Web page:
Access to low-cost, flexible business start-up loans: In a recent PCI survey, 91% of youth mentioned the difficulty of getting a loan as the major obstacle to starting an enterprise. Though traditionally a big problem, there is now a proliferation of online, NGO, and other sources for low interest, start-up loans such as Kiva.org, Lendwithcare.org, Lending Hive, the Vision Fund, the Sparkasse Foundation etc. These + supplier credit, leasing arrangements and a myriad of other mechanisms are now sidelining the mainstream banks and MFIs where a 25% pa interest rate is considered low and rates of 60 to 100% pa are commonplace.
Tusshar Munoat ‘s Indian construction company has increased its turnover 60 times in five years to US$6 million in 2016, generating thousands of jobs. “My enterprise contributes to the development of country’s rural infrastructure by building dams and laying pipelines to connect and channelize water for providing irrigation and drinking water to villages.”
Commonwealth Youth Division:
Darecha: a Tanzanian micro-venture capital firm founded by Julius Shirima while he was still at school. The 2015 winner of the coveted Commonwealth Youth Award, Julius has already helped thousands of young people into business, and created tens of thousands of jobs.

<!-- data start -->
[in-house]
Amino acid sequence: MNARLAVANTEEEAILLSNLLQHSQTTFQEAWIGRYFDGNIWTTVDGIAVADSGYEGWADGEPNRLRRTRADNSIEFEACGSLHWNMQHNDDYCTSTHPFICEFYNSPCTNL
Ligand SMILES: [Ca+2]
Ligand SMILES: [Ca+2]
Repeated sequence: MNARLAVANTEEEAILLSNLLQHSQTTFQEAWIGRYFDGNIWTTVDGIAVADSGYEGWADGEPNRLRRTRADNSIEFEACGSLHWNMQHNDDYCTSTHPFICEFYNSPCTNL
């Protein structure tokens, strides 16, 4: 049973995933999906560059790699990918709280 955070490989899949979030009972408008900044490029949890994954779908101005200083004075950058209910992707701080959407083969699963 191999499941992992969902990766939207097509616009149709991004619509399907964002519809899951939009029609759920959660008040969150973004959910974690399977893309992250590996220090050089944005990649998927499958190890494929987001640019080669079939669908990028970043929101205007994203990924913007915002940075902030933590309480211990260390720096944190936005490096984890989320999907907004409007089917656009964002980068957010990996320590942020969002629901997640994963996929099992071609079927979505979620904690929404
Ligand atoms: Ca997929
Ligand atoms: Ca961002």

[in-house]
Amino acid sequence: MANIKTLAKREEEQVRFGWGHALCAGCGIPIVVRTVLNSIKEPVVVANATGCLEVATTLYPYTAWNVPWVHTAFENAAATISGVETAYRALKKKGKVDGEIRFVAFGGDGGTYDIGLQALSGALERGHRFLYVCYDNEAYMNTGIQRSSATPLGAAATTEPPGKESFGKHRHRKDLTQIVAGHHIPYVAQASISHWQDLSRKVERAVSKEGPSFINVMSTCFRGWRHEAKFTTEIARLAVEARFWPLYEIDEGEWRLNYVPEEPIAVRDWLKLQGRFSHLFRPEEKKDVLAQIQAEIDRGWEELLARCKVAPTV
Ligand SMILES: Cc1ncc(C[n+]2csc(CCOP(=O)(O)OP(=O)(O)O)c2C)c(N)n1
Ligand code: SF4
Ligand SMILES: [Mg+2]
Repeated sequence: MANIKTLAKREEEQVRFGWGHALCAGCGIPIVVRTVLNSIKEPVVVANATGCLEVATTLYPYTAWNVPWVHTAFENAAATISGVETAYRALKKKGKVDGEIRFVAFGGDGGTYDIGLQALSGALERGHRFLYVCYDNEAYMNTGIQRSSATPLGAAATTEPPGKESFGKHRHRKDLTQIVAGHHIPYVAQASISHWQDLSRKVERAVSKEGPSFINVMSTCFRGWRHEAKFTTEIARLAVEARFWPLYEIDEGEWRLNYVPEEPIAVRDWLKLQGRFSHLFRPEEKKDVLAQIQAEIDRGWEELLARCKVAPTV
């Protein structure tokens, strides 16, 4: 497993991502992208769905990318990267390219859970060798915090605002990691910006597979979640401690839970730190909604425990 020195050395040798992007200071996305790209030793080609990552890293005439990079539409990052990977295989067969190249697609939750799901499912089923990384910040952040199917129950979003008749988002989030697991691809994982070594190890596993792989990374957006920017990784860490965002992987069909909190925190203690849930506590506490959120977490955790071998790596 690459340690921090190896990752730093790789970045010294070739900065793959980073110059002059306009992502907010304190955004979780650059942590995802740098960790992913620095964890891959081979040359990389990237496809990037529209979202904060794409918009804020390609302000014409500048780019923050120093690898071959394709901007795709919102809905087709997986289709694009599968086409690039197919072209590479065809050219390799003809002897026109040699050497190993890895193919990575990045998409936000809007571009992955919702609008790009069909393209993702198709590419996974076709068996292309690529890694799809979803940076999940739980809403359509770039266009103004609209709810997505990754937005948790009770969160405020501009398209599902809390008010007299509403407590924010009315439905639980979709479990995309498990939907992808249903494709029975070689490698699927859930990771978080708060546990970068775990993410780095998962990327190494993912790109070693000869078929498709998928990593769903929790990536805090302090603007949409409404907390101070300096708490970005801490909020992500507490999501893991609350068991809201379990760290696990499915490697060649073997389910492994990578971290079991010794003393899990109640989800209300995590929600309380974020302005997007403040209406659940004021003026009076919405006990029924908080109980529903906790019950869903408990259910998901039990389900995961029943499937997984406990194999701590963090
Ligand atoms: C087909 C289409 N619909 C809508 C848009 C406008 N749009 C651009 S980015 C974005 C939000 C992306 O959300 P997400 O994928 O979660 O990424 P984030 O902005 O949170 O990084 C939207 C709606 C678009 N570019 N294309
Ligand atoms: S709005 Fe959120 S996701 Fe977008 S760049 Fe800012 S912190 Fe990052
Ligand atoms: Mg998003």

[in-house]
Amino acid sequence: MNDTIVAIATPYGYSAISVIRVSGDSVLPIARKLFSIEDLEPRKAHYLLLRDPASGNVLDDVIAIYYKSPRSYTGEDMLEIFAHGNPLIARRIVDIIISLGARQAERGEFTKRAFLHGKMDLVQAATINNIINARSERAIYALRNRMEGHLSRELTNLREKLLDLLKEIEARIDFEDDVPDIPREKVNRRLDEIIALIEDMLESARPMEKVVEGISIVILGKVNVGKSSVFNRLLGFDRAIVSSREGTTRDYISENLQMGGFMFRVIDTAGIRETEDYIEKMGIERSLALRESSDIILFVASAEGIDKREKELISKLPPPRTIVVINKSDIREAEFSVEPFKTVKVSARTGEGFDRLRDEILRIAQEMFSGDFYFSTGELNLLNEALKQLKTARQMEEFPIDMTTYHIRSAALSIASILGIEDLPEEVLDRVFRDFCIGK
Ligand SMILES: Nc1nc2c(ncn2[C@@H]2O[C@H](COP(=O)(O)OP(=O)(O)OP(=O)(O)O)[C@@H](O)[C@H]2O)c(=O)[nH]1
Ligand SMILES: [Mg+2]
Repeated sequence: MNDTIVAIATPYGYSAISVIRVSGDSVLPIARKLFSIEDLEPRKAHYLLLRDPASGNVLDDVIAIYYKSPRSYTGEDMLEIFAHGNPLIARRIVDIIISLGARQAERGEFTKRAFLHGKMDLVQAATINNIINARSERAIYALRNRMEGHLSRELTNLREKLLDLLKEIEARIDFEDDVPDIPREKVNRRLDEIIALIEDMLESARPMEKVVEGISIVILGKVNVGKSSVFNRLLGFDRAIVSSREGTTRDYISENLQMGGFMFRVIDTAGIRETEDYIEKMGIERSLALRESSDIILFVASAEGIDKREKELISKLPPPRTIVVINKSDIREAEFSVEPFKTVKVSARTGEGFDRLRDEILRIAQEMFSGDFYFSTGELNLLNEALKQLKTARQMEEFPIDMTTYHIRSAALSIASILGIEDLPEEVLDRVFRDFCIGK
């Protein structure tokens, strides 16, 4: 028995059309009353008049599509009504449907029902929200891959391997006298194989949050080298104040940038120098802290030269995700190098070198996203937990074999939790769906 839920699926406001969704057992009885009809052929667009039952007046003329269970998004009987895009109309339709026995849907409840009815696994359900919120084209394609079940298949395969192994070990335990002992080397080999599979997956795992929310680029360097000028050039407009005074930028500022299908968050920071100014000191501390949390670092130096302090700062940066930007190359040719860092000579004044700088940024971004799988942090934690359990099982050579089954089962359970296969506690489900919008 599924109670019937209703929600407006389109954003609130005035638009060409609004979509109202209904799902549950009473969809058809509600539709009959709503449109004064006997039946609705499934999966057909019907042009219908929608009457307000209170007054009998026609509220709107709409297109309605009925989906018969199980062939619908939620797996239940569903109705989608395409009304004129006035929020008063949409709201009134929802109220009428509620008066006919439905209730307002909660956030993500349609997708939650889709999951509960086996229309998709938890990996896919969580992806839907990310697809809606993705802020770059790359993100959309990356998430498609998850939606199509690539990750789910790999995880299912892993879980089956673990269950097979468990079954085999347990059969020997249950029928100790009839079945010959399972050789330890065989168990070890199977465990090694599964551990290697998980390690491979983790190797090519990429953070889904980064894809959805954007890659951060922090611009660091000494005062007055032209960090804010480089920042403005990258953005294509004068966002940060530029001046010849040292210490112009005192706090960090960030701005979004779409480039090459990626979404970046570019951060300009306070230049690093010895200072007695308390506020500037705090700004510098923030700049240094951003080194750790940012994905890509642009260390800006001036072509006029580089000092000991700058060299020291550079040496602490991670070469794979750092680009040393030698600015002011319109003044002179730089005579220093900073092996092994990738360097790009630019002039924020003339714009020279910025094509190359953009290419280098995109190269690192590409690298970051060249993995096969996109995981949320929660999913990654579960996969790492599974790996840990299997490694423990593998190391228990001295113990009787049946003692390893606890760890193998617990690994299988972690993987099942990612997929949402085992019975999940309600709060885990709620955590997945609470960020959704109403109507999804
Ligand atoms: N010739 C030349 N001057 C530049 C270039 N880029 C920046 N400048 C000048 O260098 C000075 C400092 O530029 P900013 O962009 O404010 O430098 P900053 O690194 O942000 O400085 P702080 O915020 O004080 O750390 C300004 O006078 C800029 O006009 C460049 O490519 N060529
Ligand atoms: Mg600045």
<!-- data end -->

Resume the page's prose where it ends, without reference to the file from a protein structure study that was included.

Enable women to borrow for their businesses: Women are also beneficiaries of the online crowdsourced loans for start-ups, but cultural attitudes towards women’s economic empowerment means specialist programmes are often required. Goldman Sachs 10,000 women started in 2008 to provide women entrepreneurs around the world with business management education, mentoring and networking skills, and access to capital. The initiative has reached more than 10,000 women in 56 countries, resulting in immediate and sustained business growth for its graduates. Partnering with IFC, it has also raised US$600m in capital for 100,000 women around the world.
Women’s World Banking (WWB) has, over the course of more than 35 years, helped nearly 3 million women access the financial tools and resources they require to build security and prosperity. Women are typically good clients who reinvest in their families and communities, but they remain an underserved market. WWB does market research to learn what financial products low-income women need, then develops new and practical ways for institutions to do business with women designing sustainable financial products.
Sudokkho is a five-year DFID-funded skills training and employment programme in Bangladesh that aims to ensure the employment of 100,000 poor people, chiefly women and young people, in the ready-made garments sector. It also aims to employ women in the male-dominated construction sector doing jobs such as house-wiring. The initiative involves the private sector to ensure skills training is relevant and of high quality, thus increasing post-training job opportunities.
Making the informal sector a bit more formal…